Re: Several answers

From: Ethan Dicks (
Date: 1998-03-26 20:57:31

> Hallo Ethan,
> > Traditionally, RS232 was implemented on PETs with either an IEEE488
> > box (I have a couple) or a board that piggybacks into a ROM socket
> > and taps R/W from somewhere (I have an ACIA board like that, too).
> I think I have this IEEE/RS232 interface on paper somewhere, (PET revealed
> page 157) but if it is the right one??? I don't think so. Please tell us at
> least of the used ICs. That could give us some more clues.

I just got it off the shelf: it's a Microtech Portmaker.  The memory map
section of the manual (p13) looks like this:


The ACIAs of the Portmaker board occupy the highest 16 locations of the ROM
socket space where the board is inserted.  For example:

Commodore socket UD11: $A000 thru $AFFF
               ROM     $A000 thru $AFF3
               ACIA U8 (J1) $AFF0 thru $AFF3
               ACIA U7 (J2) $AFF4 thru $AFFF

The actual registers are   ACIA U8 Control/Status  $AFF0
                           ACIA U8 Data register   $AFF1
                           ACIA U7 Control/Status  $AFF4
                           ACIA U7 Data register   $AFF5

The Portmaker itself has an empty ROM socket for the displaced ROM, a 68B50,
an empty socket for another 68B50, line drivers, and for select logic: 'LS21,
'LS393, 'LS30 and an 'LS139

                               _  ___
The three jumper leads go to R/W, IRQ, and Phi2 clock.

As for those IEEE<->RS232 boxes I've got, they are TNW Corp (The Net Works)
TNW-2000 boxes with no CPU, just an AY5-1013 UART, a bunch of TTL/CMOS logic
('LS00, 'LS32, 'LS27, 'LS02, 'LS08, 'LS279, 'LS10, 'LS04, 'LS85, 4049) and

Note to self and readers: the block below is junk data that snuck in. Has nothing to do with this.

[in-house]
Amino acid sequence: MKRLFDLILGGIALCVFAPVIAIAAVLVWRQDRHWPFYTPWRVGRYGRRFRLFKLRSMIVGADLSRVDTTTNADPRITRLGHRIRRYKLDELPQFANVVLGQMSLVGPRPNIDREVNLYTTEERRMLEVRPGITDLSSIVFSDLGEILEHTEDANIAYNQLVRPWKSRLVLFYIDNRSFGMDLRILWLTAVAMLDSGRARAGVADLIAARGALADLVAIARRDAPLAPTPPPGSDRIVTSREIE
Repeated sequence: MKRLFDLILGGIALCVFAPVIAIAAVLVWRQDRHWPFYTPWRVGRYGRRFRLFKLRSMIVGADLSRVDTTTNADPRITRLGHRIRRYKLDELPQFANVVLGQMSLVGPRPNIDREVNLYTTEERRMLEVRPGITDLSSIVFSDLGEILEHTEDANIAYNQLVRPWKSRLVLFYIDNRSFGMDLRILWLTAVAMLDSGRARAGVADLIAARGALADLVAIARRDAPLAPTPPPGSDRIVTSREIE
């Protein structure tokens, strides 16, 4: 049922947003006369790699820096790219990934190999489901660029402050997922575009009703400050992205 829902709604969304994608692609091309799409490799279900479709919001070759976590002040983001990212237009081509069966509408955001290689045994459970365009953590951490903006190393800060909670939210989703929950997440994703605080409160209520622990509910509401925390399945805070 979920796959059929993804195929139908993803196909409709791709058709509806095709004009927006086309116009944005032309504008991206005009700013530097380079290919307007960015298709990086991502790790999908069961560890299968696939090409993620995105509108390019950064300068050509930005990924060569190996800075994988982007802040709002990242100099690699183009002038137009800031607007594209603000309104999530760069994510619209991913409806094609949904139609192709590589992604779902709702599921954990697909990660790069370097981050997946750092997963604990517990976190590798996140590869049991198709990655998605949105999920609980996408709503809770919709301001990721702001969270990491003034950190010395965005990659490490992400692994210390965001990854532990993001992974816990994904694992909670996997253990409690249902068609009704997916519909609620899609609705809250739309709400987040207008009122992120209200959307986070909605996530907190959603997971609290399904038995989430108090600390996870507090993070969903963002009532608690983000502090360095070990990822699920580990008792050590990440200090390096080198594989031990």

three 3440 IEEE drivers.  The baud rate is controlled by a 555 timer with
externally accessible potentiometer.  There is also an 8-position DIP switch

	1   High  Low      Baud Rate
	2   Even  Odd      Parity
	3   Dis   Enb      Parity
	4   PET   Norm     ASCII
	5   8     0        IEEE
	6   4     0        IEEE
	7   2     0        IEEE
	8   1     0        IEEE

The power rating is unusual: 115/230V 50-400Hz 4W.  I've never seen equipment
rated to 400 Hz before.

One has chips as new as 8310, the other 8009.  The newer one has an AY-3-1015
UART, but is otherwise identical.  I haven't had time to test either one out
since I rescued them from the rubbish bin at Uni (the physics department used
to use PETs).

If I were making one from scratch, I'd probably wire a 6551 onto an adapter
board and stick it in a ROM socket with little or no decoding.  Only when
I was using my PET every day did I worry about how much ROM space I had
(MicroMON, BASIC AID and the ROM PET Rabbit).  I only ever used 8K out of 12K.
Even a dual 6551 board isn't too difficult to wire up, if you clobber the
whole 4K socket.

Speaking of ROMs, BG Micro ( has 2532 ROMs for under $2.  I
just bought a stack to last me probably forever.  They also sell cheap LCD
panels that a PET could drive off the User Port - 4 bits for data and three
control lines.  They'd make great debugging tools.

I have a dream for my Portmaker: in my copious free time, port the C64 PPP
stack to the PET and hook my PET up to the Internet.  If only someone made
an Ethernet card that was easy to hook up to a 6502...


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